Boy, 7, excluded from school in funding row

Photo Ian Robinson'Kevin Wright, seven, who suffers from Charge Syndrome,and has been excluded from school. Pictured with parents Amanda Thorp and Kevin Wright
Photo Ian Robinson'Kevin Wright, seven, who suffers from Charge Syndrome,and has been excluded from school. Pictured with parents Amanda Thorp and Kevin Wright

This is Kevin. He is seven-years-old and just wants to go to school.

But because funding for his signing teacher was pulled, Kevin, who has a significant hearing impairment, can no longer attend Morecambe Bay School.

He suffers from CHARGE syndrome, a rare genetic disorder that affects many areas of the body, and has a tracheotomy tube inserted into his throat, so cannot speak.

His dad Kevin said: “They are taking him out of paradise and putting him in hell.

“Since the October half-term, Kevin has not been in school.

“There are two special needs kids in the school (including Kevin) and they had a signing teacher each.

“The school just said they had run out of funding for a teacher.

“There was no exit strategy for him leaving, no paperwork for the plan for his future.

“Two weeks on and he is still out of school and there has been no home schooling either.

“He needs a mainstream education and to be with other children his own age.

“All the schools that can meet his needs are full or they haven’t got the expertise to deal with him.

“There are so many kids that are isolated and pigeonholed and we know he is thriving and we want him to thrive.

“We just feel so let down. It’s shocking.”

Kevin, 56, and his partner and mum of Kevin, Amanda Thorp, 39, now have to care for him with very little respite and have been told they can appeal against the decision to exclude him from school next March.

Dad Kevin said: “It’s illegal to take a child out of school.

“Kevin is unique in this area and there is no expertise about his condition locally.

“Alder Hey have expressed their concerns about the lack of support in the area.

“He is remarkable and amazing. Routine is important and you have got to have a gradual transition.

“He has a fundamental human right to an education.”

Kevin’s mum Amanda said: “We are fighting all the time for Kevin.”

Since he was born, Kevin has spent nearly two and half years in Alder Hey Children’s Hospital and has endured 28 operations, including heart surgery.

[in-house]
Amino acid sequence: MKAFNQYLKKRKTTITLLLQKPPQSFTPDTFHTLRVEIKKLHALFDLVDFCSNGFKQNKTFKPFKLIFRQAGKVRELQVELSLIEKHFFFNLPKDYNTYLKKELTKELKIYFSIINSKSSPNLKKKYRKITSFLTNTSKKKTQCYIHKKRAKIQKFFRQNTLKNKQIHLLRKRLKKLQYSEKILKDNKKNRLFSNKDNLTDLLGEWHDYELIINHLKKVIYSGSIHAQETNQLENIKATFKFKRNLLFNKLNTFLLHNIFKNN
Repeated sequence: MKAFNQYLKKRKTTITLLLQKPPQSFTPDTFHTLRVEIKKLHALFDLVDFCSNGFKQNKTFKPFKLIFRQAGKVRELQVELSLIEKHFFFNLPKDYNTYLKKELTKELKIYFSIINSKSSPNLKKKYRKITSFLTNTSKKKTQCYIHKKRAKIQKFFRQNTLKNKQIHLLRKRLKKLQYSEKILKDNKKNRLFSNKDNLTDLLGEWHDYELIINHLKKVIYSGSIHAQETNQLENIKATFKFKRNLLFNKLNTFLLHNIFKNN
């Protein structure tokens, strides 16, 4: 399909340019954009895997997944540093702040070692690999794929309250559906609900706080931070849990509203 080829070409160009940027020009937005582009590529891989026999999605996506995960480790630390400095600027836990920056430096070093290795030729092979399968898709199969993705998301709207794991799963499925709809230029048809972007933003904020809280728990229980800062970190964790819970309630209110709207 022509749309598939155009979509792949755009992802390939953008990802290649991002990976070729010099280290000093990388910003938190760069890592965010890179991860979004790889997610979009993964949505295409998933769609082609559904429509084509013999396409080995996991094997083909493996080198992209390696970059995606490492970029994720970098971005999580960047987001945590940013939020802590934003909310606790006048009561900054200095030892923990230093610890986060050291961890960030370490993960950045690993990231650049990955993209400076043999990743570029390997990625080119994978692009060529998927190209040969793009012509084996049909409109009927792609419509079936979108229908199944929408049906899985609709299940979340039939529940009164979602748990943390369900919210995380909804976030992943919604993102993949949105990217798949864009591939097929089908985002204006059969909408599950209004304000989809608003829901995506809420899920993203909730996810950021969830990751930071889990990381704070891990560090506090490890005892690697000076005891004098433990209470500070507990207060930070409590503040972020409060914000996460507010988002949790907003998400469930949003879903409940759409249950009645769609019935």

He will require more surgery in the future.

Mike Hart, Lancashire County Council’s director with responsibility for special educational needs, said: “We do not comment on individual children’s cases as we have a duty of confidentiality towards them.

“However, when our educational psychologists assess children’s needs, our duty is then to identify a school which can meet those needs in line with the code of practice, and provide them with the best all-round education we can offer.

“Children’s needs sometimes change, so we review their progress regularly and a change of school may be recommended.

“Ideally such a transition would happen without delay, but if a child was out of school for any significant period of time, every effort would be made to provide a suitable programme of support until admission to the new school was confirmed.”

A spokesman from deafblind charity Sense, said “Local authorities have a legal duty to provide all children with complex disabilities with an education that meets their needs.

“This includes a duty to make reasonable adjustments, such as providing one to one communication support.

“School can be challenging for children with complex needs and it is vital that local authorities provide them with the support they need.”

CHARGE syndrome is a disorder that affects many areas of the body.

CHARGE stands for coloboma, heart defect, atresia choanae (also known as choanal atresia), retarded growth and development, genital abnormality, and ear abnormality.

The diagnosis of CHARGE syndrome is based on a combination of major and minor characteristics.

CHARGE syndrome occurs in approximately 1 in 8,500 to 10,000 individuals.